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Who Is Liable for a Rear-End Accident in Texas?

Rear-end accidents are some of the most common motor vehicle collisions in Texas. Because Texas operates under a fault-based insurance system, Determining liability after an accident. Is crucial to recovering fair compensation. Although liability in rear-end accidents may seem straightforward, there are some situations where it is not as clear-cut.

Situations Where the Rear Driver Is at Fault

Traditionally, the driver at the rear in a rear-end collision is often presumed to be at fault. This presumption stems from the expectation that all drivers will maintain a safe following distance from the vehicle ahead of them, allowing sufficient time to stop and avoid an accident.

Texas law dictates that drivers must adjust their speed to match traffic conditions and maintain control of their vehicles to prevent collisions. When a driver fails to do so and rear-ends another vehicle, they are typically considered to have breached their duty to drive safely.

Common scenarios that place fault on the rear driver include:

  • Distracted driving, such as texting or talking on the phone
  • Driving over the posted speed limit
  • Failing to adhere to traffic signals

Situations Where the Front Driver Is at Fault

Although the rear driver is commonly at fault in rear-end accidents, there are instances where the front driver may be held liable. These situations often involve sudden and unjustifiable stops, where the front driver brakes sharply without a valid reason, making it impossible for the rear driver to avoid a collision.

Additionally, if the front vehicle’s brake lights are not functioning, the rear driver may not be warned in time to stop, placing some liability on the front driver. If a front driver executes a reckless maneuver, such as a sudden lane change without signaling, this can lead to a rear-end collision. In these cases, the front driver’s actions contribute significantly to the cause of the accident, and thus, they may bear full or partial responsibility.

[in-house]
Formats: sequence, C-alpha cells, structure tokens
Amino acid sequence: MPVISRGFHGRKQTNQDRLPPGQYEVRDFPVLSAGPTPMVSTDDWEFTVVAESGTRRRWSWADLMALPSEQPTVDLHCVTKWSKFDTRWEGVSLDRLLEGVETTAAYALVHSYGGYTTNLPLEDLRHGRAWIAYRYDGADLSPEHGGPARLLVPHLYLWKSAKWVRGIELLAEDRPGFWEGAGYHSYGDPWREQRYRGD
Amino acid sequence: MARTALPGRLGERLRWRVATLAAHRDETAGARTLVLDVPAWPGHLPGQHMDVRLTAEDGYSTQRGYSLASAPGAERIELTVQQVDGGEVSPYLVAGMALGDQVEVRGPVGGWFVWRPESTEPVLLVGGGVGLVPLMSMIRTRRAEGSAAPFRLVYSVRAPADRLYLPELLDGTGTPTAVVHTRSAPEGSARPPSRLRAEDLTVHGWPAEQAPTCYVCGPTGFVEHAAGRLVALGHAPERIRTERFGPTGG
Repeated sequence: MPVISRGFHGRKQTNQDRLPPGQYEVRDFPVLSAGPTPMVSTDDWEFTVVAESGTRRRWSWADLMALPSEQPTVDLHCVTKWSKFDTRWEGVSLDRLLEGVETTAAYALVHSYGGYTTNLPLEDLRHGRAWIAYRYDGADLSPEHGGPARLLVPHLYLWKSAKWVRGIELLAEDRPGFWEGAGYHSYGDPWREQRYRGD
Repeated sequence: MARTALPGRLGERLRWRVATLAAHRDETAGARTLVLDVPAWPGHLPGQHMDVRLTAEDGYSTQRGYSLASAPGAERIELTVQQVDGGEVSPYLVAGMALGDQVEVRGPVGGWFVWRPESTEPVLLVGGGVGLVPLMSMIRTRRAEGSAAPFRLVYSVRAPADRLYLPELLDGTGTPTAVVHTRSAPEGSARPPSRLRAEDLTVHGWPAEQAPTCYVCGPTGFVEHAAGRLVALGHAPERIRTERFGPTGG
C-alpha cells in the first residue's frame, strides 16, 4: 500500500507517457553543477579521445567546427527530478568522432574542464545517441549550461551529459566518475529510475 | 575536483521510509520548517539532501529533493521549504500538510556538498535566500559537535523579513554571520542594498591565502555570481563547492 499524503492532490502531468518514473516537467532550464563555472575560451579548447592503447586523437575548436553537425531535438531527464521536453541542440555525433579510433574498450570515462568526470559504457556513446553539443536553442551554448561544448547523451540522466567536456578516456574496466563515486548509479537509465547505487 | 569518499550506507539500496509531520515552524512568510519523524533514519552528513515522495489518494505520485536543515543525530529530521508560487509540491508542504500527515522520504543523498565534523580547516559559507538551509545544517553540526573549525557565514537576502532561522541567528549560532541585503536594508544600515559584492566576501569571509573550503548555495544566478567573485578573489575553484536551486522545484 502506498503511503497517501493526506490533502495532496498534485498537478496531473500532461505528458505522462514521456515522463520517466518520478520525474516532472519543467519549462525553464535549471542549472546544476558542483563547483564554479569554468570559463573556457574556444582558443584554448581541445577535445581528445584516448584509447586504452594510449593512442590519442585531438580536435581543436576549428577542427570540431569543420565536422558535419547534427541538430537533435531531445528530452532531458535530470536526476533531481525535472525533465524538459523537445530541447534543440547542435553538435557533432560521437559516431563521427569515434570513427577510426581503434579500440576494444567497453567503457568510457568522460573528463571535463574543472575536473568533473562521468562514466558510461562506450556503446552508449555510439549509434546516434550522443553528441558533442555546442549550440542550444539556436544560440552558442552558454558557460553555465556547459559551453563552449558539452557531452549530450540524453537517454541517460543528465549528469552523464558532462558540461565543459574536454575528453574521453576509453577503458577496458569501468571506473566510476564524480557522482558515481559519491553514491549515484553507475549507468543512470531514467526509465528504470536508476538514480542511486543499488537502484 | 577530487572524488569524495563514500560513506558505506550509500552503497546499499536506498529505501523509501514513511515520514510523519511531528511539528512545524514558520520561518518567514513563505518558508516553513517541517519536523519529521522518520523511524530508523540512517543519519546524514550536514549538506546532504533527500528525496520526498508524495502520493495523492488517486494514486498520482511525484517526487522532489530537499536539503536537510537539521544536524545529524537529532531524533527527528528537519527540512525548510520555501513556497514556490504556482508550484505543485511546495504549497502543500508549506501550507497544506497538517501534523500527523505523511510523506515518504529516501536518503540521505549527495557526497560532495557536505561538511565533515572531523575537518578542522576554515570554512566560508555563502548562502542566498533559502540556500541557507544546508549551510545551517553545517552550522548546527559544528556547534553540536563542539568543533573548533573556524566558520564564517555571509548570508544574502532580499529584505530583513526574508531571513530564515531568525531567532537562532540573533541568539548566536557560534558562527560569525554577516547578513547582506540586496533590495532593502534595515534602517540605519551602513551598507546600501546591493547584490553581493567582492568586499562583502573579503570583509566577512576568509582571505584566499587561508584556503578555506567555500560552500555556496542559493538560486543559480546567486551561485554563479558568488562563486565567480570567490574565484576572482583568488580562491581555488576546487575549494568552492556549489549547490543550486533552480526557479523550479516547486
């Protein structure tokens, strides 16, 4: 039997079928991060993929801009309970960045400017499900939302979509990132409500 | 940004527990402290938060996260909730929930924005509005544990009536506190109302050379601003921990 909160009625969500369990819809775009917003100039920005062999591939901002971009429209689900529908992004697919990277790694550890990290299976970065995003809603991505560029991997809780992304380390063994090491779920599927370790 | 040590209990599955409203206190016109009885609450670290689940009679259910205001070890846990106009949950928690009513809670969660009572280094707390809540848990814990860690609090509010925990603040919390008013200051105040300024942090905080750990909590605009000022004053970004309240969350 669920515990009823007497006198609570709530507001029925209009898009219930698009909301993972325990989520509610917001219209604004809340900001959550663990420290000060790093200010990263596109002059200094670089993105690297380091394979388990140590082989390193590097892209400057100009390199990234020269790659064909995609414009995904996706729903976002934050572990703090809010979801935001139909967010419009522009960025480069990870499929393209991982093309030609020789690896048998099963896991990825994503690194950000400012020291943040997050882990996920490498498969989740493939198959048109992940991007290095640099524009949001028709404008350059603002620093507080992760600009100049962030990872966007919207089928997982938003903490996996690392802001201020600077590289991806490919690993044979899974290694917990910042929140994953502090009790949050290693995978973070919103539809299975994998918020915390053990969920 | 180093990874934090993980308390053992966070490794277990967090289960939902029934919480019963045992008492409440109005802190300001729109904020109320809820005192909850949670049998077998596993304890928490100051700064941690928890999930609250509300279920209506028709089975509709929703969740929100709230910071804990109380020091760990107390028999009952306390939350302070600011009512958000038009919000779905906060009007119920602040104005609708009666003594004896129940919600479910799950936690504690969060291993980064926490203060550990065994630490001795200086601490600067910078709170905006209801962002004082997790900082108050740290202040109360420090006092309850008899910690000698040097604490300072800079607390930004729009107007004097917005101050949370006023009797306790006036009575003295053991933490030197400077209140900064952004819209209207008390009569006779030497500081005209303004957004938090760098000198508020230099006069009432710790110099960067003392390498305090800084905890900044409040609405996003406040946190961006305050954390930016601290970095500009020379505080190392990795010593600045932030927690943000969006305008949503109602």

Comparative Fault in Texas Rear-End Accidents

In some situations, both the rear and the front driver may be at fault for a rear-end accident. In these situations, Texas will apply its modified comparative negligence rules to the case. This means that the court will reduce the final compensation based on the plaintiff’s liability for the accident. If the plaintiff is more than 50% at fault for the accident, they will not be able to recover any damages.

Texas Civil Practices and Remedies Code Section 33.001. Proportionate Responsibility.

In an action to which this chapter applies, a claimant may not recover damages if his percentage of responsibility is greater than 50 percent.

For example, say that the rear driver is following at an unsafe distance, but the front driver is texting and driving. If the front driver breaks suddenly and the rear driver collides with them, the front driver could still be partially liable for the accident. If they ask for a $100,000 settlement and the court assigns them 40% of the liability, they would recover $60,000.

Speak to a Texas Car Accident Lawyer Today

Determining liability in a rear end, car accident can be more difficult than the situation may initially appear. In these situations, it is important to work with a car accident lawyer in McAllen, who can conduct an in-depth investigation into your case and help you recover the compensation, that you deserve. After the accident, reach out to a personal injury lawyer as soon as possible to explore your next steps.